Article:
Calm seas ahoy

30 09 2009

Particularly excited about the fact that the sea has been so calm in recent days – hopefully this represents the start of a winter of no weed, to make up for the awfully weedy Summer! Woohoo! (Touch Wood)

Shoreham fishing session

29 09 2009

Despite most of my fishing gear, bar my reels and a 6ft boat rod, being inaccessible for the weekend, I was determined to get out for a session. Planned one with Duncs and Paul, and arranged to meet Paul to go to the tackle shop to get bait. I pre ordered 3 packs of King, and 2 of Black, just in case the whiting were in. Chosen venue was the beach about 5-10 minutes walk past Carats Cafe along the Basin Road South in Shoreham. This was chosen to avoid the crowds of sunbathers, which worked – once we got there, we had the whole beach to ourselves.

Gurnard, September 09

Gurnard, September 09

At the tackle shop, I had a cheeky look at the rods available.. really wasn’t keen on fishing with a 6ft rod from the beach. I wanted to spend as little as possible – with two perfectly functional beach casters already, I just wanted something to get me fishing for the day, and to use as a spare going forward. There were two models that I was interested in; a £30 light beach (Bass) rod, with a casting range of around 2-4 oz, and a heavier use beach caster (4-6oz) at £35. I decided to go for the latter, but not before knocking the price down to £30, as it was an ex display model. I also had to buy one pack each of beads, hooks, swivels and clips, and a few weights as well.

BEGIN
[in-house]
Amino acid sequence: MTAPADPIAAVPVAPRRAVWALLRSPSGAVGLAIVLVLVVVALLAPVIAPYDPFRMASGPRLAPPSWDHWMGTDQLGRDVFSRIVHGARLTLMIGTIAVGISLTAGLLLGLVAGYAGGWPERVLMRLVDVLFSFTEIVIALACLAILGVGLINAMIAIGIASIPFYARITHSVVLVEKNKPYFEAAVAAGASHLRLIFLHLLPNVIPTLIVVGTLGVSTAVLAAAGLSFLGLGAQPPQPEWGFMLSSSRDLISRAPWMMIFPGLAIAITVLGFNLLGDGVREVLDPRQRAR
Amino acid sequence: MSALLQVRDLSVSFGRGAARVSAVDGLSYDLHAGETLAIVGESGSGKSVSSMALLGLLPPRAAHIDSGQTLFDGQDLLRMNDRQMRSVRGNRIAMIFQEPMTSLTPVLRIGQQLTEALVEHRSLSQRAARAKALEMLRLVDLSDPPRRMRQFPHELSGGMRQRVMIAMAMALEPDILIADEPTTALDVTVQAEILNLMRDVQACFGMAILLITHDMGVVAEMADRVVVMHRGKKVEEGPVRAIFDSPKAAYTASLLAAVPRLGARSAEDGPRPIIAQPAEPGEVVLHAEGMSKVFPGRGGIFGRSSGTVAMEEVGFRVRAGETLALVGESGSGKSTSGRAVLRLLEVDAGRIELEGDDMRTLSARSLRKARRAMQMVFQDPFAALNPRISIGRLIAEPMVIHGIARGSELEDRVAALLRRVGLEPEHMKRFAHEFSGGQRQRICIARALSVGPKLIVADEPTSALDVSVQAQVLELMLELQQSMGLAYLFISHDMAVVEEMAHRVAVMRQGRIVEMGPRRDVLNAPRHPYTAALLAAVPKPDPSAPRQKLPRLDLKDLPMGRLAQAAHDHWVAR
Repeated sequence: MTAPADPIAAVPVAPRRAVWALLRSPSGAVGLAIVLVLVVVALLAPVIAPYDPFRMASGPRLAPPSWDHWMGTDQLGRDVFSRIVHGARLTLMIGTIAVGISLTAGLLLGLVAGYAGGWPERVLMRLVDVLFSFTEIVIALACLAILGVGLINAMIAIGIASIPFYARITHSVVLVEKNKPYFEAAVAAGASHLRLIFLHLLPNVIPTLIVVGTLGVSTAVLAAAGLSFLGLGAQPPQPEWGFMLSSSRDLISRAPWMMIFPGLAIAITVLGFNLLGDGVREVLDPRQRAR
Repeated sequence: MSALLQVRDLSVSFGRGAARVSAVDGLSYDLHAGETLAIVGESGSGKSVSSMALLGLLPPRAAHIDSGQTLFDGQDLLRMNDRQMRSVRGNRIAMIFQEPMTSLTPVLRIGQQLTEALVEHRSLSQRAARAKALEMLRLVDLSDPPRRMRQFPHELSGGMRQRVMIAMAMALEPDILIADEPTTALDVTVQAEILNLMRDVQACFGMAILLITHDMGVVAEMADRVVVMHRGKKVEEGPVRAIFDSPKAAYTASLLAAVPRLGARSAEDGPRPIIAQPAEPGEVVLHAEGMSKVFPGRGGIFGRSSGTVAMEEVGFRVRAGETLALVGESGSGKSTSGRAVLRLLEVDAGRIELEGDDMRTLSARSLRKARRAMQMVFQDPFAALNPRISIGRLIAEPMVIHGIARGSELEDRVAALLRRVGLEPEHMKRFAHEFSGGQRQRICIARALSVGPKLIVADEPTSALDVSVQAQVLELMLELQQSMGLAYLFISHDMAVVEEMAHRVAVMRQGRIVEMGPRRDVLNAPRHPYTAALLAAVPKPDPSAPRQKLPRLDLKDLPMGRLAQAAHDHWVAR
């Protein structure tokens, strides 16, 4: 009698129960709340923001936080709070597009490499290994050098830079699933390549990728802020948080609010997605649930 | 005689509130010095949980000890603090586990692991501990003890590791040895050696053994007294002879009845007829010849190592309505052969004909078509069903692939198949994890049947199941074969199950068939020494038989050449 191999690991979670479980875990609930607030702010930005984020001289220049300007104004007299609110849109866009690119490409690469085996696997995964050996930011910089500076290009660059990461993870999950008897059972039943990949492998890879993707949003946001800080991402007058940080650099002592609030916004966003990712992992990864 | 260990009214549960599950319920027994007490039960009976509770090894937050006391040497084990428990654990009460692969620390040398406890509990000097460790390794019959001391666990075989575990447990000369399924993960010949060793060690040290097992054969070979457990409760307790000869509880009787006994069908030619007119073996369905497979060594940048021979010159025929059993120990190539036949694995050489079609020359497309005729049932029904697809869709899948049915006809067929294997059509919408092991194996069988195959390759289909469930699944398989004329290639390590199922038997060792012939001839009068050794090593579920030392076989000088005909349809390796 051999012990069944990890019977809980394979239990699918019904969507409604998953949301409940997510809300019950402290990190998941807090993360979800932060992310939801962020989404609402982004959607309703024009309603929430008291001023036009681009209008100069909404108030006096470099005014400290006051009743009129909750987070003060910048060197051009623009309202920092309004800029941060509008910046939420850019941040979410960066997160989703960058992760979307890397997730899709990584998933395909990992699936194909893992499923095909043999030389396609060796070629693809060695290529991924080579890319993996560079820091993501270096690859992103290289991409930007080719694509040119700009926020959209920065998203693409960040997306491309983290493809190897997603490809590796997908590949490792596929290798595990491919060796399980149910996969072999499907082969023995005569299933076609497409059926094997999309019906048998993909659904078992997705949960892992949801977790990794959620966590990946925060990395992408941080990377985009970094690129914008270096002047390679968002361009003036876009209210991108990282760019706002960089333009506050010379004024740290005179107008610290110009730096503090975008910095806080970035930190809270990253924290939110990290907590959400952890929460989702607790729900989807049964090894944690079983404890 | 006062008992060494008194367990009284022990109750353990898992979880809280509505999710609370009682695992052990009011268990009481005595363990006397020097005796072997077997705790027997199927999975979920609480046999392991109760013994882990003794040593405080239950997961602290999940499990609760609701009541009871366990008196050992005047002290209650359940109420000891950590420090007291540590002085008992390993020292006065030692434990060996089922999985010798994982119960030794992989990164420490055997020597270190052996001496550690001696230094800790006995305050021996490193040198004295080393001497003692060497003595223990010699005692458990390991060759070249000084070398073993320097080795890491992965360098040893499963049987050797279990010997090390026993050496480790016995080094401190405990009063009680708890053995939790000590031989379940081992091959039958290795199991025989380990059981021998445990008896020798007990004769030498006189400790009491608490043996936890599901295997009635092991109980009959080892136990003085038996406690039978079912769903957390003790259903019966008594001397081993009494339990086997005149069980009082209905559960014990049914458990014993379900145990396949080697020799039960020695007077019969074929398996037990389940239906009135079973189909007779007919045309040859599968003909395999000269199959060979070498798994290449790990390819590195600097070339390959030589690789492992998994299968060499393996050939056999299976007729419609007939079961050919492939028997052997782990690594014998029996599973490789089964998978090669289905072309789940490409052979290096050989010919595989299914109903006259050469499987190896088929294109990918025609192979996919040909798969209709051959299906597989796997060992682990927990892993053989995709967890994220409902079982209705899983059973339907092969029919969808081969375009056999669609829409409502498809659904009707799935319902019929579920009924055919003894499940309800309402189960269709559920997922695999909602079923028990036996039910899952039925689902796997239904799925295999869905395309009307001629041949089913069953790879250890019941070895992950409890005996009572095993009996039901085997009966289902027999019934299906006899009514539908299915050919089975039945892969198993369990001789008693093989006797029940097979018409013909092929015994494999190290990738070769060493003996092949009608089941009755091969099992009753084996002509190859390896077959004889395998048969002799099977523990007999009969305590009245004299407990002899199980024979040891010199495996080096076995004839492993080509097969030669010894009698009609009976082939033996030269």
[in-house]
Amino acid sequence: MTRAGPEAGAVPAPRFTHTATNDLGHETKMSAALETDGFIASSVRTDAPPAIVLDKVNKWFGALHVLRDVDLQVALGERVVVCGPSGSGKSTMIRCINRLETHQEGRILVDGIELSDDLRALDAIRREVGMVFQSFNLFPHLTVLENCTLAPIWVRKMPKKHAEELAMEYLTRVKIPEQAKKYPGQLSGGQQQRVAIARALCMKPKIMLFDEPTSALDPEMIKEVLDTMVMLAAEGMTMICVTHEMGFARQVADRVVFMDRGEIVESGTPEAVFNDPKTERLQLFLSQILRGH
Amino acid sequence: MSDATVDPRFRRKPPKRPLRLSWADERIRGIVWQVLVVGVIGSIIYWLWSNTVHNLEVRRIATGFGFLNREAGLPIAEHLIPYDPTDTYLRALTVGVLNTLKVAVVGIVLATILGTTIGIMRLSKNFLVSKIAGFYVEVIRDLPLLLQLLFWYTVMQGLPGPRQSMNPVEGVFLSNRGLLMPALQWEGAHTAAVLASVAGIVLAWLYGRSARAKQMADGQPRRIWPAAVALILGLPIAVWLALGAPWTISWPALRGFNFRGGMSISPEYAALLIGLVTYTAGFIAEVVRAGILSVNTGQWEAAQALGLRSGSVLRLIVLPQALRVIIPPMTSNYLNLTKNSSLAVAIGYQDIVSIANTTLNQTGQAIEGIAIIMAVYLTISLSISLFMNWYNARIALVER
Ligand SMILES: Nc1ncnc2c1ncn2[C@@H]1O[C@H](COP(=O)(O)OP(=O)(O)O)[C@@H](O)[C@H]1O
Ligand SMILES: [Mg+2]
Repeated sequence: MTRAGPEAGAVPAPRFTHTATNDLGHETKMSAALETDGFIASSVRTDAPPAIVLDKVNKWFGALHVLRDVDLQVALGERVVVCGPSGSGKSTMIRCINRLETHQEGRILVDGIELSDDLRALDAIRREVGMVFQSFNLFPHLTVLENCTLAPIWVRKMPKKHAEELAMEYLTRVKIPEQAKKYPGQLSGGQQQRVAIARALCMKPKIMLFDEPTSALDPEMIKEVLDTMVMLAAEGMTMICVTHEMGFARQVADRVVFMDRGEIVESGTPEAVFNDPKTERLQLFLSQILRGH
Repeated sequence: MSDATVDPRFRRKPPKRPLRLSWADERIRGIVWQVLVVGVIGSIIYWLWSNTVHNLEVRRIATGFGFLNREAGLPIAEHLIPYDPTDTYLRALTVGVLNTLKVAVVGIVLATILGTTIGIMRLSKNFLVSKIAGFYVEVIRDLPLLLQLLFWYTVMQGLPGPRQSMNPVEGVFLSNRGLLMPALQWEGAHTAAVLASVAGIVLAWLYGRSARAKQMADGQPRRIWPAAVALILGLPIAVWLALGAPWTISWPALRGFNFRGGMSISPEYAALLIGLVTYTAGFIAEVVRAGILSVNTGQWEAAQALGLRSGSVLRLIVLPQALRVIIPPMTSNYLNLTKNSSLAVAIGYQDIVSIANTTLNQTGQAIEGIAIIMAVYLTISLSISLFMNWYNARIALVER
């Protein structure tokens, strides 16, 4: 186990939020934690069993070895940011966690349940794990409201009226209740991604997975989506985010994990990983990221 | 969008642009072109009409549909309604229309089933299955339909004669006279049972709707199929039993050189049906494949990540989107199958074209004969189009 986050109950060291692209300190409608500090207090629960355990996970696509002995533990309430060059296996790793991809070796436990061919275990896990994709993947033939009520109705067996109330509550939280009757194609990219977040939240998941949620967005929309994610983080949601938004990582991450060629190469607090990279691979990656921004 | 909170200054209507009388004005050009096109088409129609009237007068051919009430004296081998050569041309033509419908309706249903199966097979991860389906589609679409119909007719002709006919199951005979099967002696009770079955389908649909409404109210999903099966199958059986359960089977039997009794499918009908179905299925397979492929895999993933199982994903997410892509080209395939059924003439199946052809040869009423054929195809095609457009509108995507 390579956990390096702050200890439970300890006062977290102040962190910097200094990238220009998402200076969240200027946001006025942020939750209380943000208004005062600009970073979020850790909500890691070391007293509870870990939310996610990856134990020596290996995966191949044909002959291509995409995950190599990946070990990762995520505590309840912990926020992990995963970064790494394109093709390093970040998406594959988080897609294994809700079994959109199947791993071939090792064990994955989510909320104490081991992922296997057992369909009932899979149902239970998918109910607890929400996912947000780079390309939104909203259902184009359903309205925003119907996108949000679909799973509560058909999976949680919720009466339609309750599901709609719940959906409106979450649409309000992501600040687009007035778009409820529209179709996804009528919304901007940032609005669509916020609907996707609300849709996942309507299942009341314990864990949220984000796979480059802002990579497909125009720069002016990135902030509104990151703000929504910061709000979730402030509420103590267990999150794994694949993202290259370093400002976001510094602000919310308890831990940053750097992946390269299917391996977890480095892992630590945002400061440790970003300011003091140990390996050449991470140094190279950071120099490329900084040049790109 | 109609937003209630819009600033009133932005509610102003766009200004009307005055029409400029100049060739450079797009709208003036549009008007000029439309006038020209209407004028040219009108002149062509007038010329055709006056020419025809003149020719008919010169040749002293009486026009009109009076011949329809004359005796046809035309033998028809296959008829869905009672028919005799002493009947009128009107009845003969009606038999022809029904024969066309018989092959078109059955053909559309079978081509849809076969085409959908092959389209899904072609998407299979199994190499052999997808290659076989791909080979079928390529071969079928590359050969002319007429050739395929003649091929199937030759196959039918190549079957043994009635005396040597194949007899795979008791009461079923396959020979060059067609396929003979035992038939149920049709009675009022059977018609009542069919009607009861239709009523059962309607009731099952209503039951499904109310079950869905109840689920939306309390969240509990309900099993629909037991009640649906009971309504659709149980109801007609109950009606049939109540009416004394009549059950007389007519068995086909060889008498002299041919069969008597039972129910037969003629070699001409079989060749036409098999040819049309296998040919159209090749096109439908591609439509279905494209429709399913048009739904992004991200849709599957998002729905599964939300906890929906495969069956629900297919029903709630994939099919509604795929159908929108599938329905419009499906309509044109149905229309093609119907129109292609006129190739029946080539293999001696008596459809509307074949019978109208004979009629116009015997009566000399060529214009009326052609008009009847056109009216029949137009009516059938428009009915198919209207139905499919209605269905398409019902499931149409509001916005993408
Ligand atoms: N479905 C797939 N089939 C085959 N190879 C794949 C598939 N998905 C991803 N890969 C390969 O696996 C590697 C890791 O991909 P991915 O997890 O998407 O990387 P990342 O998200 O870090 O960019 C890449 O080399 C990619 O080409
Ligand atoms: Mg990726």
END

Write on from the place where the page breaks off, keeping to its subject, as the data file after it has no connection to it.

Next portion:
High tide was at 19:00, so normally we would’ve got to the beach at around 15:30/16:00, in time to get set up and cast out for about three hours fishing up to the top of the tide, and two hours over and down. However, being such a great day weather wise, we thought we’d make the most of the sunshine, and got to the venue at around 14:00 instead. Being a small tide, the water didn’t really advance that much between the time we arrived and high water.

The session didn’t start too well for me.. I’d set up my gear and gently cast out to wet the mainline, and the rod gave an almighty crack, and the top half flew off and landed in the sea! My Elite also blew up in to a massive birdnest (Luckily I had a spare!). A little investigation showed that I’d only put the top half of the rod in to the bottom half by about an inch – very stupid. Fortunately, there was only an inch missing, so the rod still fit together OK, and I was able to fish for the session, casting tentatively at first.

Drama over, nothing was caught for the first few hours, but it was nice to sit in the sun and banter. At around 15:30 Paul and I took a quick walk along to the cafe for some grub. We were gone about 20 minutes, so on returning, I picked up the rod, reeled in the slack, struck and started reeling.

I had an inkling as I was retrieving that I’d caught something, but didn’t get much of a fight so wasn’t positive.. I was happy to reel in quite a sizeable Tub Gurnard.. the biggest I’d ever caught, at maybe 3/4 lb. Once he’d posed for a few photos, I set about trying to remove the hook, but found it impossible due to the fact that he stubbornly refused to open his mouth! Concerned that I’d damage him, and that he’d be left out of the water for too long, I snipped the line off at the hook and returned him, confident that the hook will rust pretty quickly when permanently exposed to the salt water.

Time ticked on and we remained fishless until I retrieved a nice little Black Bream – not sure if he was sizeable, but a pretty fish all the same. He posed for a quick photo before going back too. We stayed until around 20:30, with no further catches. The sea was looking really calm, perfect Whiting conditions, had the tide been timed slightly different, to coincide with darkness.

Overall a satisfying session considering it was during the day, although I was disappointed for Duncs and Paul. I caught some sun too, bonus!

Happy Holidays ; )

13 09 2009